1944 – In Italy two platoons of the segregated 92nd Infantry Division fought the German 14th Army at Sommocolonia. Of 70 “Buffalo Soldiers” and 25 Italian Partisans only 18 survived. In 1977 Lt. John Fox and 6 other black Americans were awarded the Congressional Medal of Honor. By the end of the war 2,916 Buffalo soldiers fell breaking the Gothic Line.
1944 – Japanese naval force arriving from Indochina bombards the American beachhead on Mindoro. The force consists of 2 cruisers and 6 destroyers. An American PT Boat sinks one of the destroyers. This is the last sortie by a Japanese naval force in the Philippines.
1945 – The Big Three, the US, Soviet Union and Great Britain, ended a 10-day meeting, seeking an atomic rule by the UN Council.
1953 – The U.S. announced the withdrawal of two divisions from Korea.
1957 – Twenty helicopters from Marine Light Helicopter Squadron 162, were rushed to Ceylon onboard the USS PRINCETON where Marines participated in the rescue and evacuation of flood victims.
1967 – Laotian Premier Souvanna Phouma reports that North Vietnamese troops have started a general offensive against government forces in southern Laos. Phouma reported that at least one battle was being waged near Pha Lane, but said Laotian troops appeared to be in control of the situation. On December 29, North Vietnam denied that its forces began a drive in Laos, but it was supporting the communist Pathet Lao in their long-time campaign against the Royal Lao government.
1971 – In the sharpest escalation of the war since Operation Rolling Thunder ended in November 1968, U.S. fighter-bombers begin striking at North Vietnamese airfields, missile sites, antiaircraft emplacements, and supply facilities. These raids continued for five days. They were begun in response to intelligence that predicted a North Vietnamese build up of forces and equipment for a new offensive. At a press conference on December 27, U.S. Defense Secretary Melvin Laird said the increase in bombing was in retaliation for the communist failure to honor agreements made prior to the 1968 bombing halt. As evidence, Laird cited the shelling of Saigon the week before, DMZ violations–including an infiltration route being built through the buffer zone, and attacks on unarmed U.S. reconnaissance planes. Pentagon figures showed that U.S. planes–with as many as 250 aircraft participating in some missions–attacked communist targets over 100 times in 1971, a figure comparable to U.S. air activity in the previous 26 months.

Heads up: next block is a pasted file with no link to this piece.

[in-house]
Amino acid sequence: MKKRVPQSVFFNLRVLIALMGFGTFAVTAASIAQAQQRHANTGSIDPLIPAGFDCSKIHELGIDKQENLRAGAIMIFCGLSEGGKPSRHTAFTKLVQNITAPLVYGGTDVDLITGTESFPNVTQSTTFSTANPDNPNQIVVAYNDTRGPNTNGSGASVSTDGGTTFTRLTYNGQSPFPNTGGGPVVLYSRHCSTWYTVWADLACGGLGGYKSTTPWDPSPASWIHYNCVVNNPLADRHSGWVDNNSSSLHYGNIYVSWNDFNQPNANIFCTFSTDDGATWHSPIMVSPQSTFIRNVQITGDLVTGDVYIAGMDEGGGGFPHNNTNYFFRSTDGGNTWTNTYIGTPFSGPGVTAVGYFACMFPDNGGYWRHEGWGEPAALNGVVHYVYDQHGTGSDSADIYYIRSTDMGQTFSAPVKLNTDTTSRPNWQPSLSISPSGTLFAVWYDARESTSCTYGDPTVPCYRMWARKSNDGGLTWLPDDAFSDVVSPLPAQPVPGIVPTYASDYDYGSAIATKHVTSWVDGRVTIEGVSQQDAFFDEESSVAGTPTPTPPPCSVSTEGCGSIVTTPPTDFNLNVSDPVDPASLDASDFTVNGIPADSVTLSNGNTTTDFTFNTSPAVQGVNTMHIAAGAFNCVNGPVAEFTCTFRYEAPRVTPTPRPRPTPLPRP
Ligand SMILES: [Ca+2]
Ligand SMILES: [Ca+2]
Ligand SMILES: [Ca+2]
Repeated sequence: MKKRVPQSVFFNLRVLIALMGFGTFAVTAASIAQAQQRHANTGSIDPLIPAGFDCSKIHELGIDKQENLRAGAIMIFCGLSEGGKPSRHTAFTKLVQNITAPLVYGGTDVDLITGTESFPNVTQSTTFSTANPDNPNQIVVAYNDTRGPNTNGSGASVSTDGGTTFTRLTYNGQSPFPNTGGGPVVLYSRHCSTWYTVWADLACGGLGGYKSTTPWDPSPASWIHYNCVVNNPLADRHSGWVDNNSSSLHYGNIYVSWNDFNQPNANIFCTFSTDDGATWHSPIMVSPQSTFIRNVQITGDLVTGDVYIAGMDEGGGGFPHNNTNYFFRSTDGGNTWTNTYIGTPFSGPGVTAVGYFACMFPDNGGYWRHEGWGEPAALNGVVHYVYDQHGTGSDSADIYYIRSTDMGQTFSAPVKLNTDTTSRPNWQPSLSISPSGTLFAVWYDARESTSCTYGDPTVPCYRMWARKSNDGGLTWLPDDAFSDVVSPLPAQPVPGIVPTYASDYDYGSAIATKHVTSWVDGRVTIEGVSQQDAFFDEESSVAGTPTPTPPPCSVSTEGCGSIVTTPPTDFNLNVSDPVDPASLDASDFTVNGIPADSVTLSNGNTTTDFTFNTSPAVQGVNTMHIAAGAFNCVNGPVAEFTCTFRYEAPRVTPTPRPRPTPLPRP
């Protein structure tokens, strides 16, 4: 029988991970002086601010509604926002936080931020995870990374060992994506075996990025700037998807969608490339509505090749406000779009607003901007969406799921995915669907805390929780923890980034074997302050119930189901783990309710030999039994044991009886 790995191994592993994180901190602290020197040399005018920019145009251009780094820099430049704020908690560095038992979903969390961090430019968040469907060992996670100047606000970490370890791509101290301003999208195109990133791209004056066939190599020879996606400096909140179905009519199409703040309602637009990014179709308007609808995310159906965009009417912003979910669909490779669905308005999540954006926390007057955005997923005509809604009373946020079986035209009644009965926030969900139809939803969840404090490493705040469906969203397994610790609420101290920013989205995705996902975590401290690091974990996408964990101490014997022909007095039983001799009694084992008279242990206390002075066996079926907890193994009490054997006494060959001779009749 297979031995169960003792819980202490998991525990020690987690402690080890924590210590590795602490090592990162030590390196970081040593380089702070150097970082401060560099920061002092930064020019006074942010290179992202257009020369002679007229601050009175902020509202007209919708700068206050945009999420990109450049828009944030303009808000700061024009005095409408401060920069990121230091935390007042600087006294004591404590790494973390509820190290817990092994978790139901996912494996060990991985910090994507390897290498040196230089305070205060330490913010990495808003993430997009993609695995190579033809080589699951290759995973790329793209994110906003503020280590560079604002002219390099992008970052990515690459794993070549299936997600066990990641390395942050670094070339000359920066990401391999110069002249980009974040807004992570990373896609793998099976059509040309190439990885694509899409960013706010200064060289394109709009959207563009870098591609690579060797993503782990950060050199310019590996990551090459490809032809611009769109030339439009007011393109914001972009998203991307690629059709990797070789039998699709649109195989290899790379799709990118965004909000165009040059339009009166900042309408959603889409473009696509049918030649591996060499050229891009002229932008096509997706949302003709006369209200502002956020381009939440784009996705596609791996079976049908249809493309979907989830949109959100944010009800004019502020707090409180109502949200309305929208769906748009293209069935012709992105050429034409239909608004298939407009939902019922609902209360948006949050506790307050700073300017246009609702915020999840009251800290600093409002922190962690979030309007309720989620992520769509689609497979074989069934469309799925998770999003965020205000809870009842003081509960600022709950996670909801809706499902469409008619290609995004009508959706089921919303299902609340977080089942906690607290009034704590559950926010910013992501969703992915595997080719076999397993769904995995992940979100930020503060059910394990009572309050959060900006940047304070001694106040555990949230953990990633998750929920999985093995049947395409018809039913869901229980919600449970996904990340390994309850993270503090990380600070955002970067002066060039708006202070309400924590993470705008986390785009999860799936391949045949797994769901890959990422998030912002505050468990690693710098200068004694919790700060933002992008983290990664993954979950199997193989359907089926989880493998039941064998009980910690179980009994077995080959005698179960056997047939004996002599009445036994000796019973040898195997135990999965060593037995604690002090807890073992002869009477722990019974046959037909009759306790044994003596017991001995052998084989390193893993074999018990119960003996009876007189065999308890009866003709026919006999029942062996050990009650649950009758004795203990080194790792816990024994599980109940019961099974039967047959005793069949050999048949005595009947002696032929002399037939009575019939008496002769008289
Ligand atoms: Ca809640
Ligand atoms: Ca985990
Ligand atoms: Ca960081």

1972 – As part of Operation Linebacker II, 120 American B-52 Stratofortress bombers attacked Hanoi, including 78 launched from Andersen Air Force Base in Guam, the largest single combat launch in Strategic Air Command history. Operation Linebacker II was a US Seventh Air Force and US Navy Task Force 77 aerial bombing campaign, conducted against targets in the Democratic Republic of Vietnam (North Vietnam) during the final period of US involvement in the Vietnam War. The operation was conducted from 18–29 December 1972, leading to several of informal names such as “The December Raids” and “The Christmas Bombings”. Unlike the Operation Rolling Thunder and Operation Linebacker interdiction operations, Linebacker II, would be a “maximum effort” bombing campaign to “destroy major target complexes in the Hanoi and Haiphong areas which could only be accomplished by B-52s.” It saw the largest heavy bomber strikes launched by the US Air Force since the end of World War II. Linebacker II was a modified extension of the Operation Linebacker bombings conducted from May to October, with the emphasis of the new campaign shifted to attacks by B-52 Stratofortress heavy bombers rather than smaller tactical fighter aircraft.
1972 – The 33rd president of the United States, Harry S. Truman, died in Kansas City, Mo. In 1995 Robert H. Ferrell published the biography “Harry S. Truman: A Life.” In 1999 Ferrell published “Truman and Pendergrast.”
1979 – The Soviet Union flew 5,000 troops into the Afghanistan conflict.
1987 – A bomb exploded at a USO bar in Barcelona, Spain, killing one U.S. sailor and injuring nine others; a little-known group called the Red Army of Catalonian Liberation claimed responsibility.